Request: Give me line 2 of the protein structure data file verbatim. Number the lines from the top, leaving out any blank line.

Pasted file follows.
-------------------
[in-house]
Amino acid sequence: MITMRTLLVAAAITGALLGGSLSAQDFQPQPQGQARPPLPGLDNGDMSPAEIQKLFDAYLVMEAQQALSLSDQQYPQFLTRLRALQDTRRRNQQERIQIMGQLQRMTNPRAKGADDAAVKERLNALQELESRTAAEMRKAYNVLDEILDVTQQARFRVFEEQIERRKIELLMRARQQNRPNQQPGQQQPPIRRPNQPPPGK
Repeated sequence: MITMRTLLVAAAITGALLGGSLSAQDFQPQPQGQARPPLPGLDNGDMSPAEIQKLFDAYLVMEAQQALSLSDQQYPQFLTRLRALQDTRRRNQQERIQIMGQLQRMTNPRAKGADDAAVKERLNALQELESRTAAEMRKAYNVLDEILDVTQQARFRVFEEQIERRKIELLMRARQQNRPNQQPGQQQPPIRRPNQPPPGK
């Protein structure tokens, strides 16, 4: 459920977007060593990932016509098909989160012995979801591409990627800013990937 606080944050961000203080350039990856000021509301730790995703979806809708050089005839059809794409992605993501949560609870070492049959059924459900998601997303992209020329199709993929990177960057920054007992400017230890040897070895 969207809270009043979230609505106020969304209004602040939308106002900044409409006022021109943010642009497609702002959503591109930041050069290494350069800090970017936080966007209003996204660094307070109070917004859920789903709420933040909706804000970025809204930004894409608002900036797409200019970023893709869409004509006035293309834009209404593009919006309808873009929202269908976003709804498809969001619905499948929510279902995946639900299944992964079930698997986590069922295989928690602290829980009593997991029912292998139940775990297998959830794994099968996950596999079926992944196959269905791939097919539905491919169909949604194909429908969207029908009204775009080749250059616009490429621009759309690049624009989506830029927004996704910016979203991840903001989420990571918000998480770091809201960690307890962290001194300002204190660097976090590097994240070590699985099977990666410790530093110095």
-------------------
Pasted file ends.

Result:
Amino acid sequence: MITMRTLLVAAAITGALLGGSLSAQDFQPQPQGQARPPLPGLDNGDMSPAEIQKLFDAYLVMEAQQALSLSDQQYPQFLTRLRALQDTRRRNQQERIQIMGQLQRMTNPRAKGADDAAVKERLNALQELESRTAAEMRKAYNVLDEILDVTQQARFRVFEEQIERRKIELLMRARQQNRPNQQPGQQQPPIRRPNQPPPGK